Healing From Complex Trauma & PTSD/CPTSD

A journey to healing from complex trauma.


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Thank goodness for the Twitter block button.

Today, I think it was a Twitter full moon. Too many dysfunctional people, with self serving agenda’s, little empathy and little insight.

Many of the issues I write about came to surface, as exactly what I know plays into stigma, harm and abuse.

Including…

  • The shaming issue of forcing views about forgiveness. People assume because they have forgiven – everyone should. And very entitled to project their views. Which is such a lack of empathy and abusive.
  • Calling mental illness – demons…. which I know is not appropriate, very triggering for church abuse survivors. I have empathy to know not to trigger and harm spiritual abuse survivors. Others choose to not care, or think about this in a deeper way.
  • Facts confirming abuse/child abuse/violence, causing the most PTSD & Complex PTSD, which irritates military people, because they normally get all the attention about PTSD.  When the very fact that abuse is an epidemic, then it makes sense that PTSD/Complex PTSD caused by abuse, will also be an epidemic.
  • PTSD being classified as a disorder…. some demand it should be ‘injury’ not disorder, because it was caused by trauma…. But so are many other disorders – like schizophrenia, OCD, Bipolar, Depression etc So I know in demanding PTSD be seen differently, is very demeaning about other disorders. And plays into stigma about all mental illness. And again, I have empathy to not upset people with other disorders. And the term disorder, just means collective symptoms, experiences by groups of people. So PTSD is a disorder.
  • People arguing about the description of Complex PTSD, despite me following all the experts – including Judith Herman, John Briere, Bessel van der Kolk and many more. The non experts think they know more than the experts.
  • Someone demanding the self care mantra, is rubbish. Which is bizarre.
  • People’s general lack of empathy, self serving attitudes, selfishness, lack of insight, lack of self insight and agenda’s that have no awareness of having thought or empathy for others.

All these issues, that people get very irritated, angry and defensive about, would not be issues, if people had empathy. If people could see outside of their own needs. If people considered the needs and emotions of others. If people stopped being Continue reading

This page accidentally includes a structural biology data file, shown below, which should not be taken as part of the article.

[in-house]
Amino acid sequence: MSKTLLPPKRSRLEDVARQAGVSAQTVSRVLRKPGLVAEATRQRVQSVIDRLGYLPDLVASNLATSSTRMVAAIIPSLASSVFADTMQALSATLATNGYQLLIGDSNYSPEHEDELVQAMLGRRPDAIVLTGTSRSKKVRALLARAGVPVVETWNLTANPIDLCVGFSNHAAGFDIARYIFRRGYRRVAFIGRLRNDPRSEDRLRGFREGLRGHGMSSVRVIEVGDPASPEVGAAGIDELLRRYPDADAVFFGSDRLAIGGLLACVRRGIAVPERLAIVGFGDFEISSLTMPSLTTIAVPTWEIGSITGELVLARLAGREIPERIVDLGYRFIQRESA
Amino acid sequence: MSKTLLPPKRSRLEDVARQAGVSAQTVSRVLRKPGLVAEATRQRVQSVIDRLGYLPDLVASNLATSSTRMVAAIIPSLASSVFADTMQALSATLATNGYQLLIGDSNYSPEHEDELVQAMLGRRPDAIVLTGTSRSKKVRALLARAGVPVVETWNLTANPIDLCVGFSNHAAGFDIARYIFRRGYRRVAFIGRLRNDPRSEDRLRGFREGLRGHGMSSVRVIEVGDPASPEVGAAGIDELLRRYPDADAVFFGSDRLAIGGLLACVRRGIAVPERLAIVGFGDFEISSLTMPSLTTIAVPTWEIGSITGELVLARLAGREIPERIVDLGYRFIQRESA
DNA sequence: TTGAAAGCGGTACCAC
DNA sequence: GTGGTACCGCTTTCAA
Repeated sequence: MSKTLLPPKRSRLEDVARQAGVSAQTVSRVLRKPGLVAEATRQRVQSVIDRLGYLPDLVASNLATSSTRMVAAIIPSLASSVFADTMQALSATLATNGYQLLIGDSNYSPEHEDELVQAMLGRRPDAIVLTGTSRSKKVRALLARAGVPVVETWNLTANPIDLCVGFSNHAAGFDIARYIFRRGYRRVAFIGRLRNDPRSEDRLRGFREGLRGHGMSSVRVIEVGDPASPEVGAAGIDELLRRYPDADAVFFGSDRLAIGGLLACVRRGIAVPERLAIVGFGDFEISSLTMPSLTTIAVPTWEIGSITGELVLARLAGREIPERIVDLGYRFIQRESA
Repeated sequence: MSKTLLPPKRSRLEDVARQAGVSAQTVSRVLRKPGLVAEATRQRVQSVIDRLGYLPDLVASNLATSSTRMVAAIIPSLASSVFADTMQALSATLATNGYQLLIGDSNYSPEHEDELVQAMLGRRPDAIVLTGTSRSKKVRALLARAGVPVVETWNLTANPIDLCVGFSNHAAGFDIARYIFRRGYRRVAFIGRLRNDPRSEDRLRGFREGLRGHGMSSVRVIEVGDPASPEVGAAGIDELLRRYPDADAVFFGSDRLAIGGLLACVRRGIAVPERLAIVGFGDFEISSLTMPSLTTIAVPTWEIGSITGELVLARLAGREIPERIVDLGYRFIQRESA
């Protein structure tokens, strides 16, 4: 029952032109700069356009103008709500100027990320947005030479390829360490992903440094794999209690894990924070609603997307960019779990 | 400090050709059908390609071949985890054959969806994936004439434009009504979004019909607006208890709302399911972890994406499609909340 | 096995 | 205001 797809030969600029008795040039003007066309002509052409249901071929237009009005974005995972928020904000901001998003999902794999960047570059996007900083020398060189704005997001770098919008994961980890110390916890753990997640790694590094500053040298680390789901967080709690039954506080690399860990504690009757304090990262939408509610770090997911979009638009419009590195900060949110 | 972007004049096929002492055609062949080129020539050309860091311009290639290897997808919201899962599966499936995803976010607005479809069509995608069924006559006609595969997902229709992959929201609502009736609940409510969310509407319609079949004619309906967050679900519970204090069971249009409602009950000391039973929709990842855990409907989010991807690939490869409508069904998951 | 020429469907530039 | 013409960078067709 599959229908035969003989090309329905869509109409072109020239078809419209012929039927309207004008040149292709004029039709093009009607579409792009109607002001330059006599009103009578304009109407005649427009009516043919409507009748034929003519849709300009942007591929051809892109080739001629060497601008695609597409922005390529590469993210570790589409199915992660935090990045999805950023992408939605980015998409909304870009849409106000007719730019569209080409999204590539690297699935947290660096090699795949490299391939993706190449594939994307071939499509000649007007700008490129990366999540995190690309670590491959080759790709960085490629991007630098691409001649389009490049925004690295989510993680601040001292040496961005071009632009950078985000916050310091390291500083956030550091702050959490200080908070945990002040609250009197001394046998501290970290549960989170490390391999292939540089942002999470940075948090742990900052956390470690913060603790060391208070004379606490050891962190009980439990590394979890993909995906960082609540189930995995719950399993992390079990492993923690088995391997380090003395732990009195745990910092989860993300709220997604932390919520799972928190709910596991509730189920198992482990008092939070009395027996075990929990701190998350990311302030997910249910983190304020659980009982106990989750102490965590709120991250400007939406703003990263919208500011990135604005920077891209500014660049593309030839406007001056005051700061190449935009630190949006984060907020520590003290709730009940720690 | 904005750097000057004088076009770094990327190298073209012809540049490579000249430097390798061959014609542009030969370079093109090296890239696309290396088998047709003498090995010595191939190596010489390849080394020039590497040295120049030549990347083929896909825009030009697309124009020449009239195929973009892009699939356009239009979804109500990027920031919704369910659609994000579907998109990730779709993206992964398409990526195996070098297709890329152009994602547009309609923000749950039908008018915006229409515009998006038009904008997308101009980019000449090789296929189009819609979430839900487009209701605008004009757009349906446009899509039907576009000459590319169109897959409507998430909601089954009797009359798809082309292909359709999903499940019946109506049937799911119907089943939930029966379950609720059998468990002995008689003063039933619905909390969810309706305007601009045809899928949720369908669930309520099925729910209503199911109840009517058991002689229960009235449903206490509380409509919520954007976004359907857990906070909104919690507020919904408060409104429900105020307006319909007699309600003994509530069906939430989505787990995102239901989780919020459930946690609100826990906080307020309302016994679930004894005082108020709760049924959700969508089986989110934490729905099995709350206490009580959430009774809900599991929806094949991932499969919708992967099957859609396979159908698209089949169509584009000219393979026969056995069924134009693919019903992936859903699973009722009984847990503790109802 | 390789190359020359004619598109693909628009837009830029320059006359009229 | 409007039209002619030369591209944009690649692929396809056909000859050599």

Always glad to see MH professionals, sharing my work.

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Managing my emotions better, in group situations.

I am a very empathic person. When I hear someone speak of something traumatic, or see people upset, I struggle not to get emotional. I feel their pain.

I’ve been running a ladies group for a few months. Today, the group was smaller, there were four of us. The smaller groups tend to be easier to talk within. They are very different and diverse ladies, different lives, experiences. I love hearing their stories and thinking.

Two ladies today, I had a feeling were going through something, and I knew one lady had been having a tough time. So, when she arrived, I gently said I was glad she was here and I had been thinking of her. I could tell she was very appreciative that I had remembered previous conversations and was asking her if she was okay.

Today, the conversation was heavier than normal. This lady I had been concerned for, shared her battle with depression and being suicidal.I could hear both the relief to have a group safe enough to share within, but also the pain in her voice and face, body language.

I didn’t want to get too emotional, because I wanted to remain controlled and be able to react appropriately.

Then another lady I had been concerned for, shared her husband committed suicide. Many years ago, but again I could feel the pain and grieving. I know and understand, grieving can go on a long time, and that’s okay.

It took everything I had, not to fill up with tears. I really struggled, but I managed it. I could feel them there, but managed to keep controlled.

I listened to both of these ladies, their experiences, their emotions, how terribly hard this was for both of them. I leaned in, nodded and validated how hard this all is. I had that ‘watching myself from outside of myself’ experience I can now have, to monitor how I am reacting and seeing how others may be experiencing my reactions, facial expressions, words, tone etc. I wanted to make sure, I was responding, in the most appropriate way I could.